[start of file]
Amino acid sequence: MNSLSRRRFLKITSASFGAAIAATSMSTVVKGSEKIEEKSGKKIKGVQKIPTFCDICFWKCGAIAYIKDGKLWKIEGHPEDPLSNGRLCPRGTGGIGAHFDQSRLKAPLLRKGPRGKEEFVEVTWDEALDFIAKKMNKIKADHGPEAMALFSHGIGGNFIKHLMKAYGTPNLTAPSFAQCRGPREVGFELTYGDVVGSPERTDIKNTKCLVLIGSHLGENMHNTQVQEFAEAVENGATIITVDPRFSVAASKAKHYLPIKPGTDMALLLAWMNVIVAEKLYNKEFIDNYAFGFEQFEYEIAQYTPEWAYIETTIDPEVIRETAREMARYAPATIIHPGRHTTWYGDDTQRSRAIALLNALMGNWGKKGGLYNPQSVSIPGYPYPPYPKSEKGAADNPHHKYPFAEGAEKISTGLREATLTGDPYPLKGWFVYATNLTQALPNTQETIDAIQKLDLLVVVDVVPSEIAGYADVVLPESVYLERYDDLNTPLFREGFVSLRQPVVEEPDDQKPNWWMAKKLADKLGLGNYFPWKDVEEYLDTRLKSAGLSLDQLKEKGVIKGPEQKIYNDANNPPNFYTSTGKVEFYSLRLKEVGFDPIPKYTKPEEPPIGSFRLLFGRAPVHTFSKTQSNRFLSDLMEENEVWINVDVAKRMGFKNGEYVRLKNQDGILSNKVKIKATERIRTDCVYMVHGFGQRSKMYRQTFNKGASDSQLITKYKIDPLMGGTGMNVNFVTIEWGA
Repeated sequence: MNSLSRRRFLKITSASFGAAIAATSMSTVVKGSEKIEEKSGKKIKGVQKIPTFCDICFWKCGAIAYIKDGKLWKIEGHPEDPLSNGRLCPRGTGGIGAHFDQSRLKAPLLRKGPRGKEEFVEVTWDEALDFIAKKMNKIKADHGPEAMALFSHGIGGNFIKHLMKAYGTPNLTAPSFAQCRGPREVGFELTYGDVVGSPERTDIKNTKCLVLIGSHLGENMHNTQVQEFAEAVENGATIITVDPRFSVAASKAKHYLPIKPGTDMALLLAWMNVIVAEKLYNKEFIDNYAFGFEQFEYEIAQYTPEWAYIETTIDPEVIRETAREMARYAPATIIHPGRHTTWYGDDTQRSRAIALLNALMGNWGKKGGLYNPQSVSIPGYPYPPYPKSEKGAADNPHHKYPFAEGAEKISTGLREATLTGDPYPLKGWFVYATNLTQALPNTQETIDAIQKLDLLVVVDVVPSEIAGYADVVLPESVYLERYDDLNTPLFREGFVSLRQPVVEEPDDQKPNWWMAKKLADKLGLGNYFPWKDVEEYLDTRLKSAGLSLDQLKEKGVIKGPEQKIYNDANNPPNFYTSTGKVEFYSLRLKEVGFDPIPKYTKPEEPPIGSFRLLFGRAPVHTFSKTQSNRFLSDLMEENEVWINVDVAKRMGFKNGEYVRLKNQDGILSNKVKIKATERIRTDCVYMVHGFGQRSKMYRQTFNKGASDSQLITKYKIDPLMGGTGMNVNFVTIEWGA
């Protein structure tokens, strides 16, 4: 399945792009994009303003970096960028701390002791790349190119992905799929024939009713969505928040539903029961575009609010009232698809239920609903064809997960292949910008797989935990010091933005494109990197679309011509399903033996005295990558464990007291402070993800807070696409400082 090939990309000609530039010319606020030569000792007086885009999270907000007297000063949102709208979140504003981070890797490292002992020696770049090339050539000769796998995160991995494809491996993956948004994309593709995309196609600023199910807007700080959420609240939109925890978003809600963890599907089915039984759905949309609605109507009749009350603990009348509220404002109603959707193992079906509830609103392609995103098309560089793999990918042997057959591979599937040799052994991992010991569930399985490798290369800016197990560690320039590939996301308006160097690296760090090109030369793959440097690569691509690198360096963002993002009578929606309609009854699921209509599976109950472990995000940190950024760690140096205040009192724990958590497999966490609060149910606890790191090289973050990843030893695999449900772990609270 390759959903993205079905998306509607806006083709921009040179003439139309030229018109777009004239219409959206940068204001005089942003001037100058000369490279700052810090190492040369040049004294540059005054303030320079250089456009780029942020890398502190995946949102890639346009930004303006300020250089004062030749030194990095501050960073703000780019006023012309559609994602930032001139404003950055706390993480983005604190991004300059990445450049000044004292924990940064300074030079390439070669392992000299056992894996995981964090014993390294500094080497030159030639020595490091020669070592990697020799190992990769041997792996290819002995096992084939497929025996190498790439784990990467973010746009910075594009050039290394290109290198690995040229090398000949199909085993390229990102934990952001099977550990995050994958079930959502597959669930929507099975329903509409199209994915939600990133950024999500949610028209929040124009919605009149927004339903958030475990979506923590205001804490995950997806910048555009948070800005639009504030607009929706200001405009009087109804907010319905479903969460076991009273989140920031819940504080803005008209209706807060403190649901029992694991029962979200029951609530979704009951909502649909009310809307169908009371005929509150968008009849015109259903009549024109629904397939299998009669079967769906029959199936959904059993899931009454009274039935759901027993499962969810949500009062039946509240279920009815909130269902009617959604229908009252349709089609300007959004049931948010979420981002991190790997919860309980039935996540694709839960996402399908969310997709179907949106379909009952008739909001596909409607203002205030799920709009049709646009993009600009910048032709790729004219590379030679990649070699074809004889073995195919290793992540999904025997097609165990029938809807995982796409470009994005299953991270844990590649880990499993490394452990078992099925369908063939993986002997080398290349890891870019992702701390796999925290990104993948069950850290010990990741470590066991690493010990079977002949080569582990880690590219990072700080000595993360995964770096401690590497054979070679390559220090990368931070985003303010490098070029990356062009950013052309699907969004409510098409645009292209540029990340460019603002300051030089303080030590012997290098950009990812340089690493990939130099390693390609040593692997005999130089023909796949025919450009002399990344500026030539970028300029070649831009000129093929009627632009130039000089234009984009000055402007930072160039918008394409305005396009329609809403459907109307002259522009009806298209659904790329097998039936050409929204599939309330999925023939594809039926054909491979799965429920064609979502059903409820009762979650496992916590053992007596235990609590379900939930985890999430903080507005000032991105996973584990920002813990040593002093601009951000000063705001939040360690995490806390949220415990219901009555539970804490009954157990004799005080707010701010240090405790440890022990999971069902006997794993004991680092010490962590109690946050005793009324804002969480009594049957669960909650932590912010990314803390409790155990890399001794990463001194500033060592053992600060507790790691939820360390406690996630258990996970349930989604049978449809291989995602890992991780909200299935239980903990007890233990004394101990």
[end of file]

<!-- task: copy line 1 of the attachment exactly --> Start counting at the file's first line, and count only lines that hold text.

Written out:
Amino acid sequence: MNSLSRRRFLKITSASFGAAIAATSMSTVVKGSEKIEEKSGKKIKGVQKIPTFCDICFWKCGAIAYIKDGKLWKIEGHPEDPLSNGRLCPRGTGGIGAHFDQSRLKAPLLRKGPRGKEEFVEVTWDEALDFIAKKMNKIKADHGPEAMALFSHGIGGNFIKHLMKAYGTPNLTAPSFAQCRGPREVGFELTYGDVVGSPERTDIKNTKCLVLIGSHLGENMHNTQVQEFAEAVENGATIITVDPRFSVAASKAKHYLPIKPGTDMALLLAWMNVIVAEKLYNKEFIDNYAFGFEQFEYEIAQYTPEWAYIETTIDPEVIRETAREMARYAPATIIHPGRHTTWYGDDTQRSRAIALLNALMGNWGKKGGLYNPQSVSIPGYPYPPYPKSEKGAADNPHHKYPFAEGAEKISTGLREATLTGDPYPLKGWFVYATNLTQALPNTQETIDAIQKLDLLVVVDVVPSEIAGYADVVLPESVYLERYDDLNTPLFREGFVSLRQPVVEEPDDQKPNWWMAKKLADKLGLGNYFPWKDVEEYLDTRLKSAGLSLDQLKEKGVIKGPEQKIYNDANNPPNFYTSTGKVEFYSLRLKEVGFDPIPKYTKPEEPPIGSFRLLFGRAPVHTFSKTQSNRFLSDLMEENEVWINVDVAKRMGFKNGEYVRLKNQDGILSNKVKIKATERIRTDCVYMVHGFGQRSKMYRQTFNKGASDSQLITKYKIDPLMGGTGMNVNFVTIEWGA